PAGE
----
LiveWire Sport were in attendance in Madrid and here’s what stood out for us from two days of insight into OTT best practice and its potential next steps.
OTT has progressed enormously in the last five years, with Netflix and other subscription services going from niche products to staples of the media landscape. Consequently, the days of OTT merely duplicating traditional linear broadcast are over.
Personalisation was one of the big buzzwords in Madrid, indicating the power of what customers watch is now very much with the customers themselves.
It’s expected that, for example, fans will be able to choose their preferred camera angles, select how they consume real-time data – such as stats on specific athletes – and influence how machine-generated content, like tactical analysis, is employed to enhance the experience.
“The next evolution is where the fan directs what they want to watch. The fan should dictate what they see and how they construct that on screen. They will essentially become the director of the event,” said UEFA’s Marketing Director Guy-Laurent Epstein.
As well as the presentation of the action on OTT, the precise nature of the action itself also provides a real opportunity for personalisation. One recent example has been the NBA’s changes to the payment structure for its OTT offer.
NBA fans can now purchase just the final quarter of a match if they want, in addition to the more traditional annual, monthly or weekly subscriptions.
It’s a bold move but - according to Matthew Hong, the Chief Operating Officer of Turner Sports, who manage the NBA League Pass on the governing body’s behalf - it’s a test "in response to growing consumer demands” with initial results suggesting even more specific methods of pricing strategy could be on the way.
Watch this space…
There was no mistaking that the ongoing debate over quality versus latency was a key topic.
In an ideal world, of course, you’d have quality with no latency, but current technological restrictions are forcing some to choose between supplying a feed of the highest quality and putting up with occasional buffering issues, or being as close to live as possible with a compromise on the quality of the stream for the customer.
The general consensus from the delegates in Madrid was that quality should take precedence.
“Latency is a problem that many are facing, but, for us, we are a premium brand with a premium product and the quality of the product is everything,” said Tim Orme, Formula 1’s Head of Digital Product.
The good news though is that research is taking place to help eradicate these issues. It seems that as technology gets better, particularly with 5G on the horizon, it may not be too long before the problem is a thing of the past.
Sinking the pirates
According to Digital TV Research, $52bn (£42.7bn) will be lost in revenue globally through piracy online by 2022. That’s rather a big number - and the sports industry certainly isn’t exempt from that, with up to 13% of potential rightsholder revenue disappearing into the digital ether.
Delegates were shown an eye-opening example where (in less than 60 seconds and from the comfort of an airport lounge), someone managed to source a sporting stream and create an illegal pirate version for monetising through a reputable hosting platform.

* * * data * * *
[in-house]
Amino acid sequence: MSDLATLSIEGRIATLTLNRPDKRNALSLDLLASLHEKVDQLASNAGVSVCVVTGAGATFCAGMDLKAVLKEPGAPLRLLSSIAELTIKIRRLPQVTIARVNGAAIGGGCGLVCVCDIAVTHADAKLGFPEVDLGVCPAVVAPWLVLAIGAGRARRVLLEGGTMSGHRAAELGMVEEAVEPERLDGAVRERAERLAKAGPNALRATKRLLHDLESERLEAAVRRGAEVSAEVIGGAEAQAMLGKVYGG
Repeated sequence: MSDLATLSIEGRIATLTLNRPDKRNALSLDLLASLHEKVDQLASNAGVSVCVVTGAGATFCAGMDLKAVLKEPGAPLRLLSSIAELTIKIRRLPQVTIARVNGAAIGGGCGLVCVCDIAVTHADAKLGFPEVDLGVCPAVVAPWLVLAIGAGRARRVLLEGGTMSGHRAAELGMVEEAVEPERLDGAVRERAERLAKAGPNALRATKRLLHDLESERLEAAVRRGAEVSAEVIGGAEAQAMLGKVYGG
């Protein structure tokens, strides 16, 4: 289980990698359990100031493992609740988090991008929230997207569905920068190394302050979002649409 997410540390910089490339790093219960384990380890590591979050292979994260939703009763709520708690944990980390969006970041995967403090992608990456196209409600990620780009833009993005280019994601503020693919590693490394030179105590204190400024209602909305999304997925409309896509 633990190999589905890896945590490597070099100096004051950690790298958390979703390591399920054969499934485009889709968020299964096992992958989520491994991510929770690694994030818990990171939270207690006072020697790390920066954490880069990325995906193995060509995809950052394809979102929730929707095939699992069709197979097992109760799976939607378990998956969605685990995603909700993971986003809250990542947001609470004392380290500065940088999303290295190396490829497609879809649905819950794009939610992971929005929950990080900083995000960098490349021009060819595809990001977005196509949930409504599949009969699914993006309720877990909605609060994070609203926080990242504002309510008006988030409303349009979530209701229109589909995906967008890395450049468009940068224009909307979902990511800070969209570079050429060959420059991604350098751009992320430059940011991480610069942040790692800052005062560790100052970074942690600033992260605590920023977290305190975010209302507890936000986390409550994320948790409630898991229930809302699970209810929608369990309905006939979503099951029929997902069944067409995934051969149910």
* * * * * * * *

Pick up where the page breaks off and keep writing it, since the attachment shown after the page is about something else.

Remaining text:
But the fightback is on.
In March 2017, the Premier League and Sky Sports won a rights blocking order with the law now enabling proper enforcement - and it’s working. The stance is leading the way in the industry – so what can other broadcasters and governing bodies learn from Sky Sports and the Premier League’s approach?
• All broadcasters need to buy in: If not, the pirates win by simply taking another broadcaster’s stream and making it available globally. For action to be effective, rights deals need contractual clauses insisting everyone has a responsibility to actively protect content
• Engage the hosting platforms: The likes of Google, YouTube and Twitch are integral to the piracy clampdown and opening dialogue with them makes it much harder for pirates to post and promote illegal streams, effectively dealing with the problem at source
• Stay across digital trends and tech: As technology develops, the problem of piracy is unlikely to go away. Continually assessing counter measures are up to the task and developing a strong monitoring system are vital to protect content
OTT is seen very much as a technology testing ground - and that’s a good thing.
The likes of HD, 3D and UHD TV were trialled on OTT streams before making it to linear TV and this is exciting because the future of broadcast and streaming is clearly going to be online.
Recent analysis has shown a switch in UK consumers’ behavioural patterns with more people now watching more content online through mobile, tablet and web than via traditional TV methods.
What this suggests is that the predictions are coming true. OTT is not just the future. It is the now.
And with the likes of AI, augmented video and machine-generated content in the offing, prepare to be amazed…
Esports ready to go mainstream
Despite enjoying an enormous global audience and the emergence of successful platforms like Twitch and YouTube Gaming, esports has yet to make much of an impression with mainstream UK broadcasters.
In the USA though, it’s a somewhat different story.
“We talk about what’s coming, but esports is coming right now,” said Eric Black, Senior Vice President and Chief Technology Officer at NBC Sports.
“We’ve been working with a few different leagues. The opportunity for esports is fantastic and it is something we’re bullish about.”